Blog

WTF are NFTs?

"NFTs are a replication of the dot-com bubble"

-Gary Vaynerchuk

Continue Reading

WTF are NFTs?

NFTs aren’t just another fad—they’re the future.

There’s a reason major players like Gary Vaynerchuk are getting started with NFTs. Put simply, it’s because they’re changing the game. And they’re going to be here for a long time.

But it’s not going to be an easy road. If the future is going to be built with NFTs—and we believe it will be—there are some major hurdles we need to overcome.

Let’s start with the basics. Where are NFTs now?

The NFT landscape

NFTs aren’t mainstream for a simple reason: they’re too new.

Just like the television, Internet, and iPad did in their day, NFTs are finding their true fans alongside a hefty dose of true haters. It’s how every great tech starts, especially one as groundbreaking as NFTs.

The metaverse isn’t mainstream yet and Web3 is still a novelty. Instead of looking at the real potential and power behind the idea of non-fungible tokens, most people just see NFTs as a social media flex.

Collectors (with money) are flashing their CryptoPunks and Bored Apes Yacht Club tokens to impress, but the real value lies elsewhere.

The internet’s collection curse

Humans like collecting things. Pharaohs were buried with their treasure and today’s art collectors spend millions on an original Picasso.

But collecting only works in a world where copies are inferior to the original. A Picasso print wasn’t the same as the real thing, which is what makes it worth millions.

But the digital world brought with it a blessing and a curse: perfect copying.

In a keystroke, any digital product, from a JPG to an MP3, can be copied—identically. The replica has no discernable difference when compared to the original.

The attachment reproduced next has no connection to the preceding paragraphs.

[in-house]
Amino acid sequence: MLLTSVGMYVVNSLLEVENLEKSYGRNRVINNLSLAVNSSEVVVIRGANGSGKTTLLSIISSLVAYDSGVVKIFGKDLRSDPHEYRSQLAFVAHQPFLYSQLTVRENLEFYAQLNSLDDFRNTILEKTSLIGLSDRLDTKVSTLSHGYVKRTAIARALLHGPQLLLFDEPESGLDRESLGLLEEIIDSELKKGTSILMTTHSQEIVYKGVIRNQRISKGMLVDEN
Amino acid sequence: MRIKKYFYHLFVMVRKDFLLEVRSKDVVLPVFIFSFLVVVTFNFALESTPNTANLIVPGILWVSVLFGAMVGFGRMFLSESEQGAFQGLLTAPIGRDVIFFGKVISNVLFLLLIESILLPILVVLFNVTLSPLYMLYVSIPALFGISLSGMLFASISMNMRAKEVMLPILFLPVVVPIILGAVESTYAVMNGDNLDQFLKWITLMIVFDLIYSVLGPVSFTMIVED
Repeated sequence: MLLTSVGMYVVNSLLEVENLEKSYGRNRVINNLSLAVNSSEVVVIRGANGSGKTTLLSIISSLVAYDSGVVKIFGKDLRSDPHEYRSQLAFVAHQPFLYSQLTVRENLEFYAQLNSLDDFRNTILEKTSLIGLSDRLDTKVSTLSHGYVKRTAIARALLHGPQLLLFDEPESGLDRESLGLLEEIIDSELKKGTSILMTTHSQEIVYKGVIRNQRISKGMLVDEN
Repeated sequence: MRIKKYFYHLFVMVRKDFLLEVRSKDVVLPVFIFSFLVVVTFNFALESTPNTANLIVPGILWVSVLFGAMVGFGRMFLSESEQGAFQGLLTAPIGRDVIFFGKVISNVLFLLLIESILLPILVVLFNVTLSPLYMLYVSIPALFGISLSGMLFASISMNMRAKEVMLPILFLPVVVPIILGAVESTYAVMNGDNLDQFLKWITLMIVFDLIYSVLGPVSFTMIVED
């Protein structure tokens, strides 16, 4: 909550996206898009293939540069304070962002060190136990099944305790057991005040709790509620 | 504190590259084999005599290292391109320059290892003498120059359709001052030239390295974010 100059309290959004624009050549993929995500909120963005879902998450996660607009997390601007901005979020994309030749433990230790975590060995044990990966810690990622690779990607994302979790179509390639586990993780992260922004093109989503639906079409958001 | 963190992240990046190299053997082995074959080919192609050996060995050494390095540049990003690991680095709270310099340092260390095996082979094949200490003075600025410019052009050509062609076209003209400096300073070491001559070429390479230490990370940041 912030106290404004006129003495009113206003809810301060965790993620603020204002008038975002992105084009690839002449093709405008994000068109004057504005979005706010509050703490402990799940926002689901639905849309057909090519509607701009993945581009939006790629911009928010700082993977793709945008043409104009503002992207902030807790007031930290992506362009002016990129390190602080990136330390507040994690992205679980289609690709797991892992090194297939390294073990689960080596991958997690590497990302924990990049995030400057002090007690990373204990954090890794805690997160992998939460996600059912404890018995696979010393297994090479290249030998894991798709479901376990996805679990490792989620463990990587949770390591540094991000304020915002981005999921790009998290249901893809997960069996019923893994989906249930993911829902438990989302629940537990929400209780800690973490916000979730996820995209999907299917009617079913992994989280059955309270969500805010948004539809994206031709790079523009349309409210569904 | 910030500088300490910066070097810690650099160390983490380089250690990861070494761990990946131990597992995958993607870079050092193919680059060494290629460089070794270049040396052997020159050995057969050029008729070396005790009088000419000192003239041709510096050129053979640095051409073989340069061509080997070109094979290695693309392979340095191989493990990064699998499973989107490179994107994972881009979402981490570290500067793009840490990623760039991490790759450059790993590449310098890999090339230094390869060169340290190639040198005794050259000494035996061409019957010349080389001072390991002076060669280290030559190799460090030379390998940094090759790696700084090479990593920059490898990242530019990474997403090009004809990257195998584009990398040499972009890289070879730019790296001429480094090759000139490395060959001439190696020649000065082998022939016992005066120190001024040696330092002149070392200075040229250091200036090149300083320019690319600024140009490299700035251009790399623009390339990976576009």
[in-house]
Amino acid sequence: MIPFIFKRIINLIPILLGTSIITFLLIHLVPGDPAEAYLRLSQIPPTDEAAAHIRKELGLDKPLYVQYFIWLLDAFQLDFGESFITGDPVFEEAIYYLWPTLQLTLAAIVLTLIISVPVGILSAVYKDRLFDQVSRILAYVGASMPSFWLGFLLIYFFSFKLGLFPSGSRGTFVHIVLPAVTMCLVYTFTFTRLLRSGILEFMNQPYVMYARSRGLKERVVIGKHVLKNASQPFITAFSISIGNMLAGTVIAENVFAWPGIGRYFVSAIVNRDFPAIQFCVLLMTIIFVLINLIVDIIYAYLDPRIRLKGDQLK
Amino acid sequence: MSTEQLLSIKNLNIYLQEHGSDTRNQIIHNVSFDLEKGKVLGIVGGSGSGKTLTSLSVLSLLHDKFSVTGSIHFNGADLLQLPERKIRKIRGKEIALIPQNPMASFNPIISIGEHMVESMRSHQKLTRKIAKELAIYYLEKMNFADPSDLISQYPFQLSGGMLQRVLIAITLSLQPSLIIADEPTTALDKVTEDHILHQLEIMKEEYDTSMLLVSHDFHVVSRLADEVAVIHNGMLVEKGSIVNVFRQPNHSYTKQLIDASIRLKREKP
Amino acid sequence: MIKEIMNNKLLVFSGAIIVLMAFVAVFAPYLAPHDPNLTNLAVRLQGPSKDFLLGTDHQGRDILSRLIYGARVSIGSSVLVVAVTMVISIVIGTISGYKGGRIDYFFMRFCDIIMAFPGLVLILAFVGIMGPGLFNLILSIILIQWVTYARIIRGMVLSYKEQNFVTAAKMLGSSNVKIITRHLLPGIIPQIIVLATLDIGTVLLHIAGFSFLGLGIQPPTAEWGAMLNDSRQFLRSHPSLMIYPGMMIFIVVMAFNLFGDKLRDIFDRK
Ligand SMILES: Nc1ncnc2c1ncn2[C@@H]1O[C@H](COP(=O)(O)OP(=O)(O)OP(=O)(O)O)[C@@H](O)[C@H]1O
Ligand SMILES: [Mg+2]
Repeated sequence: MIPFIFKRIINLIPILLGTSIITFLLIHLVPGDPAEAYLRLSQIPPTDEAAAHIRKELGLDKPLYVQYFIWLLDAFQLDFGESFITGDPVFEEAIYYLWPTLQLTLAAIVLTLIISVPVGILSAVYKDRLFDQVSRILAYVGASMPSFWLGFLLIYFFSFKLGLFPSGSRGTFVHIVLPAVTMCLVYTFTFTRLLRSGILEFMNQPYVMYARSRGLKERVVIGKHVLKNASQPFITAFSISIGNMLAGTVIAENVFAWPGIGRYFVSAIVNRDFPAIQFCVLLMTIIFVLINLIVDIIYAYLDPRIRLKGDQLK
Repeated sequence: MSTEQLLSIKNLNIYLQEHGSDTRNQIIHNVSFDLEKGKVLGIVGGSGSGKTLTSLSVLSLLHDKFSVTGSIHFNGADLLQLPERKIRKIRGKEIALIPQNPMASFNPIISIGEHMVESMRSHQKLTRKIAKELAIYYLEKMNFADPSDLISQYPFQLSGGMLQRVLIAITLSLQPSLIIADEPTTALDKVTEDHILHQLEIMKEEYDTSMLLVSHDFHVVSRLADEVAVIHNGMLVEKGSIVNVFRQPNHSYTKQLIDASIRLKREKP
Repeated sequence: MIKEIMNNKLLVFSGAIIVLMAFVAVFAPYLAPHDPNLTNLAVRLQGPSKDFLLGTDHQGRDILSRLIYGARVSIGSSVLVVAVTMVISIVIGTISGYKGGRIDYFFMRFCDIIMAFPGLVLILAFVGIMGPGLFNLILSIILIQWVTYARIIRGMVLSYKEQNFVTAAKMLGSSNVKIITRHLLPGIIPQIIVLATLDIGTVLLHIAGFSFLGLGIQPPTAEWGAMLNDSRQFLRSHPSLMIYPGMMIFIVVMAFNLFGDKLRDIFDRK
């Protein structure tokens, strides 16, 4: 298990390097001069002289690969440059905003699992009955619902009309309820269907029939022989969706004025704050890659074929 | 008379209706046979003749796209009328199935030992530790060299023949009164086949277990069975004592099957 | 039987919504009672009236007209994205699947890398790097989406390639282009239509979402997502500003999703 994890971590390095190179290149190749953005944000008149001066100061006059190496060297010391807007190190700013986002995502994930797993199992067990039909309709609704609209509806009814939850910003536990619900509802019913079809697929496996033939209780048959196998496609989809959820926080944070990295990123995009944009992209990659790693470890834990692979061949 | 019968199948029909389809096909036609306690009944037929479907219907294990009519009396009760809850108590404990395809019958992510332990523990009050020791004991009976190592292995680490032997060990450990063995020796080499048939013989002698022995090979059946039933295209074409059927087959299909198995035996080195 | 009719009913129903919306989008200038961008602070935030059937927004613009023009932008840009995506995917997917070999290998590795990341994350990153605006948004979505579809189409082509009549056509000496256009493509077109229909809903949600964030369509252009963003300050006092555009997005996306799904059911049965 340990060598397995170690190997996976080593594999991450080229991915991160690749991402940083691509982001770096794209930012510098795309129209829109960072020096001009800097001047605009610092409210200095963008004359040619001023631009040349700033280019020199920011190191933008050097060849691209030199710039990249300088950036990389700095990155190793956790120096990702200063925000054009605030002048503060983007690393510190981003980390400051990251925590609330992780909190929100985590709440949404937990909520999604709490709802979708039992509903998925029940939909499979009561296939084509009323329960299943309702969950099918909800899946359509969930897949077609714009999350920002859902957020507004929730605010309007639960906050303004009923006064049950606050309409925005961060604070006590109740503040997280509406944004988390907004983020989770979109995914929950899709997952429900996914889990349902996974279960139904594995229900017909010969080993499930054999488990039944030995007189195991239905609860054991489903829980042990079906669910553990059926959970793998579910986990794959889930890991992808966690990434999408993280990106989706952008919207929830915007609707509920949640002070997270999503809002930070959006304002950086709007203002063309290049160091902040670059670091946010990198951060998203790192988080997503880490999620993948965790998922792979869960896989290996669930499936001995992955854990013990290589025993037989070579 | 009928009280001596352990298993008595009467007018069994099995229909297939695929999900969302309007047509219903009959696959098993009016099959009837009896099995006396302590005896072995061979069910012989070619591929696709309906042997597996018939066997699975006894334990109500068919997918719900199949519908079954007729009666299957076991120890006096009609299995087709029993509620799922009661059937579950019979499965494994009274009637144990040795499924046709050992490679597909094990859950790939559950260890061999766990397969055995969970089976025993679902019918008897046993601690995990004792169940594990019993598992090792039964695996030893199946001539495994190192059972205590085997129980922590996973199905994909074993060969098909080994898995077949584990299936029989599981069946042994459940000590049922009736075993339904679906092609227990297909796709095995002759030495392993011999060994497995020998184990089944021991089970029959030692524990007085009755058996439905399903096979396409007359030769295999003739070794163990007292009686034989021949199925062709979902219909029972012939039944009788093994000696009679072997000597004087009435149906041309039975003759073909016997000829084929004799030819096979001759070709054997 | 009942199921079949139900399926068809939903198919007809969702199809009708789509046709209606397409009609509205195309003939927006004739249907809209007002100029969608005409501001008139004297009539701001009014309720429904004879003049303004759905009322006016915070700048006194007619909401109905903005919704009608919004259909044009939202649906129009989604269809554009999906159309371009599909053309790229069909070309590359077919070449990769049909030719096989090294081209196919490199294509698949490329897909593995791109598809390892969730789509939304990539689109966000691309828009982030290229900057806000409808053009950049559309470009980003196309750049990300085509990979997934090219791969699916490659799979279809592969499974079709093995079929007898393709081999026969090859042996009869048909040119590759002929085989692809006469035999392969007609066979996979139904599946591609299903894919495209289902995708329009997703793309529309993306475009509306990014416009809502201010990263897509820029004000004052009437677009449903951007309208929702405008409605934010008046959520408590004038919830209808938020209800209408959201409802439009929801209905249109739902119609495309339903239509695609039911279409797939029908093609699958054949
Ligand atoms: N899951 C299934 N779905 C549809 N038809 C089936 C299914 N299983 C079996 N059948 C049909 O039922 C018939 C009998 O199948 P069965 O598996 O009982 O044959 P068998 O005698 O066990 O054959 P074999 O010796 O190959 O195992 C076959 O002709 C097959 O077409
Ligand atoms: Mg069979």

We created a world where any file could be copied an infinite number of times, each one as flawless as the last. And the concept of an “original copy” became nearly meaningless in the digital world.

That’s where NFTs come in.

The metaverse: restoring meaning to digital collectibles

Since the beginning of recorded history, humanity has valued originality. But that very concept has been undermined in our generation with the creation of lossless systems. If the future is digital, how can we preserve originality?

And the failure of various digital right management systems has shown it’s not as simple a problem as it may first appear.

NFTs, of course, are the solution. They retain the benefits of the digital world—freedom from physical storage, protection from damage, lasting durability—and bring the benefits of first-generation collection.

NFTs mean ownership of goods that can last as long as we’re using digital systems. The real value of NFTs isn’t in social media bragging. It’s in long-term collection for collectible receipts.

Imagine having tickets to the first Rolling Stones concert, an authentic experience-based collectible that will only increase as time goes on. In a world where tickets are just QR codes, NFTs make collecting cool again.

The path forward is clear enough. But there are still a few roadblocks to overcome.

Problems with the NFT world today

The potential of NFTs is getting clouded by poor implementations.

The dream of Web3 is a new internet that’s accessible for everyone. But it’s not going to happen in a world where high fees make the barrier of entry into the NFT space too high.

Ethereum’s gas fees are the biggest obstacle to the potential of NFTs. When it costs tens or hundreds of dollars and takes hours to process a transaction, we’re back to where we started—an exclusive club of elite collectors.

Right now, there’s a unique opportunity for Solana to become the dominant market for NFTs. There aren’t any gas fees, and that’s where creators would like to mint.

But Solana has its own problems. In January 2022 alone, the blockchain platform had six outages of eight hours or more. Choosing between an unreliable network and one with sky-high fees isn’t a fair decision for anyone.

What does the future look like for NFTs?

NFTs are here to stay.

They’ve created a third generation of collectibles that’s solved the problems of the digital world. An architecture for a new collectible landscape will be a key component of the now-ambiguous Web3 and metaverse.

The problems facing the technology right now are serious, to be sure, but they’re not permanent. There’s a chance for a more affordable, scalable, and reliable blockchain to dominate the NFT space.

And when that time comes, we’ll be ready.